The primary objective of the AROMAPEX project was to test and intercompare experimental airborne atmospheric imagers, dedicated to the geographical mapping of the spatial distribution of tropospheric NO2. AROMAPEX is also a preparatory step for forthcoming intercomparison and validation campaigns of satellite air quality sensors. In the coming years, a new generation of spaceborne instruments will be launched, providing information on atmospheric variables at much higher spatial resolution, of the order of a few kilometres. These measurements will be valuable for air quality, atmospheric composition, and climate monitoring studies and services. ESA launched Sentinel-5 Precursor (S-5P), a sun-synchronous low Earth orbit (LEO) mission (Ingmann et al., 2012) on 13 October 2017, and has planned the launch of the first Sentinel-5 (S-5) in 2021. Additionally, a range of geostationary (GEO) missions are planned: ESA's Sentinel-4 (S-4) (Ingmann et al., 2012), NASA's TEMPO (Tropospheric Emissions: Monitoring of Pollution; Chance et al., 2013; Zoogman et al., 2017), and KARI's GEMS (Geostationary Environmental Monitoring Spectrometer; Kim, 2012). The unprecedented characteristics of these instruments, such as higher spatial and temporal resolution, will create many new science opportunities, but also retrieval challenges. The AROMAPEX campaign and study are aimed at the preparation of the validation of trace gas products from future spaceborne systems and the study of satellite intra-pixel variability.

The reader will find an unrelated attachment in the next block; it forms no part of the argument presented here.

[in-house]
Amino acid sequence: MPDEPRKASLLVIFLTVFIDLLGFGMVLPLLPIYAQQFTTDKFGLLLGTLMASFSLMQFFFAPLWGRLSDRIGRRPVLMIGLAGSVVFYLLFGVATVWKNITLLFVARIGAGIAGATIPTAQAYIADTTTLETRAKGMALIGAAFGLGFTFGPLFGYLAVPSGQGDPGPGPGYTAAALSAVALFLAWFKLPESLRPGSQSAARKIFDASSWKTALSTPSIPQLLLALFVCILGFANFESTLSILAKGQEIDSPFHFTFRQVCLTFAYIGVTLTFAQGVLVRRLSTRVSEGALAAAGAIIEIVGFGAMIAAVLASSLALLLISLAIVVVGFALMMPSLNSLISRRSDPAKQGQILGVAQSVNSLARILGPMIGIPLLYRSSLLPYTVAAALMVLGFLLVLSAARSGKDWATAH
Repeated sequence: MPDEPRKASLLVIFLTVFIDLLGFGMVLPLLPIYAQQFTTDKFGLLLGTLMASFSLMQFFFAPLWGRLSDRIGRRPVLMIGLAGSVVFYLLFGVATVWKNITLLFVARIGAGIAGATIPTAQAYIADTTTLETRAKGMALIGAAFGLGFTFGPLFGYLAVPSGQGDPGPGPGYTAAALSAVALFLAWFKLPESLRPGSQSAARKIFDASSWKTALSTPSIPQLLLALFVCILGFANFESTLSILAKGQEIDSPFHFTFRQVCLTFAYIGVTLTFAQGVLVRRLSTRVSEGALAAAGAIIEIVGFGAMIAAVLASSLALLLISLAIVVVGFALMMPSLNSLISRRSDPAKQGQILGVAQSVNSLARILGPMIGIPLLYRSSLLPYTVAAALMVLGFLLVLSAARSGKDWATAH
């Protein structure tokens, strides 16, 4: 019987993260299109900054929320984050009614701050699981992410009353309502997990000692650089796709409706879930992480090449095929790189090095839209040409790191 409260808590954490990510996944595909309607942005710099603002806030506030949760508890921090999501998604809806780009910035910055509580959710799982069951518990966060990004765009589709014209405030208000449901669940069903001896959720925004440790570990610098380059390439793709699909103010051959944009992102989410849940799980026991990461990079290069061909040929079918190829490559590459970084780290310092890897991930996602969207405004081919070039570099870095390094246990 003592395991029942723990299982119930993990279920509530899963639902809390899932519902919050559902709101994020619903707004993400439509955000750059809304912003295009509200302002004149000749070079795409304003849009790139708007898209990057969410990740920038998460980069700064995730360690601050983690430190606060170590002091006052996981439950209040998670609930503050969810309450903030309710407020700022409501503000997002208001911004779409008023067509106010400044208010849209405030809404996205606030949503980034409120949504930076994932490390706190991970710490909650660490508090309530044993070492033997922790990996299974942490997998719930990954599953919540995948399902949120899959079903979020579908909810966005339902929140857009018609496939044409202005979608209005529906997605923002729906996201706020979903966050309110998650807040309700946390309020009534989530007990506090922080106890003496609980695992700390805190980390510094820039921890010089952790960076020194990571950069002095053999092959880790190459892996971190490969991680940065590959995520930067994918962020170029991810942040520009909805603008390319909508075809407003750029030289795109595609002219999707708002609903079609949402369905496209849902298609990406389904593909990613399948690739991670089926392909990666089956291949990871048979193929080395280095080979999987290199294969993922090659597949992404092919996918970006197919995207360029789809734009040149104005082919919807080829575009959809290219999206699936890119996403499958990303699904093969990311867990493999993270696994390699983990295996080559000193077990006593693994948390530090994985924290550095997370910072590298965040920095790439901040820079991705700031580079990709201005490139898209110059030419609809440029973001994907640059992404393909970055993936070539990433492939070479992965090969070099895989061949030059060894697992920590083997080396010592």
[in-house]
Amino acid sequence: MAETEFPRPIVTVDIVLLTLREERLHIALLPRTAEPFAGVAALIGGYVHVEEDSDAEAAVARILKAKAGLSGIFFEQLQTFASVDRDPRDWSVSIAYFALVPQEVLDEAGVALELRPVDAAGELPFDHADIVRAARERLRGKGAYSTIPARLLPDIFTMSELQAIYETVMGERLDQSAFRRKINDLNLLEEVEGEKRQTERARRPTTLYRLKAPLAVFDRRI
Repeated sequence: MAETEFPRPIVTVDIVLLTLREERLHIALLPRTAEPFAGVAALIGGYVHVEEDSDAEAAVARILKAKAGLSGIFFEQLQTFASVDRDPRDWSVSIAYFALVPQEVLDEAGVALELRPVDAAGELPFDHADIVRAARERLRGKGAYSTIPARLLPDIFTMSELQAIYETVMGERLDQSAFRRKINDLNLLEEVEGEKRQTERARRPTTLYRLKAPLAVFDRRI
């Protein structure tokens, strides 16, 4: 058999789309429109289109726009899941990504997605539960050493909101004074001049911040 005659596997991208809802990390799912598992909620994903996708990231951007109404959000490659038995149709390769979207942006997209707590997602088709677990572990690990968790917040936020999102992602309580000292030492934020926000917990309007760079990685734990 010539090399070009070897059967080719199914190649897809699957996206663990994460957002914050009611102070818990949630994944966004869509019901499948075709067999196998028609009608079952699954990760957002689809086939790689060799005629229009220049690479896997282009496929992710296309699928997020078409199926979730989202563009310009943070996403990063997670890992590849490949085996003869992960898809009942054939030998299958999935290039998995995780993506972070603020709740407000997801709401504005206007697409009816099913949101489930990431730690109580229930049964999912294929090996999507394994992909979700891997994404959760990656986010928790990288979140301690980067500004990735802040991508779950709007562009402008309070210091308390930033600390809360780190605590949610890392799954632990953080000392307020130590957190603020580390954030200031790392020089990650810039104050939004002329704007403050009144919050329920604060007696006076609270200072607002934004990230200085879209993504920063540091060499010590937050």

The paper is organised as follows: Sect. 2 presents the context of the AROMAPEX project and provides details about the set-up of the airborne campaign held in Berlin. Section 3 briefly introduces the four airborne imaging DOAS systems, operated during AROMAPEX. Section 4 describes the data analysis of the airborne observations for the retrieval and geographical mapping of the NO2 VCDs. In the following two sections, the resulting NO2 VCD distribution maps are discussed and compared with mobile car DOAS measurements. Section 7 discusses a quantitative assessment by intercomparing the co-located NO2 VCD products, retrieved from the four imagers.
The AROMAPEX campaign was held in Berlin from 11 to 22 April 2016. An overview of the area, flight plan, and main campaign sites is provided in Fig. 1. The four imaging DOAS systems were operated from two manned aircraft, performing time-synchronised flights at different altitudes: APEX (Airborne Prism EXperiment) was operated from the DO-228 D-CFFU aircraft of DLR (Deutsches Zentrum für Luft- und Raumfahrt) at 6.2 km a.g.l., while AirMAP (Airborne imaging DOAS instrument for Measurements of Atmospheric Pollution), SWING (Small Whiskbroom Imager for atmospheric compositioN monitorinG), and Spectrolite Breadboard Instrument (SBI) were operated from the Cessna 207T D-EAFU of FUB (Free University Berlin) at 3.1 km a.g.l. The cruise altitudes of both aircraft were well above the planetary boundary layer (PBL), containing the majority of tropospheric NO2. The aircraft operated from the Schönhagen airfield (see Fig. 1), 40 km southwest of Berlin, while the research teams were based at the Institute for Space Sciences of FUB, where measurements of additional atmospheric parameters were made.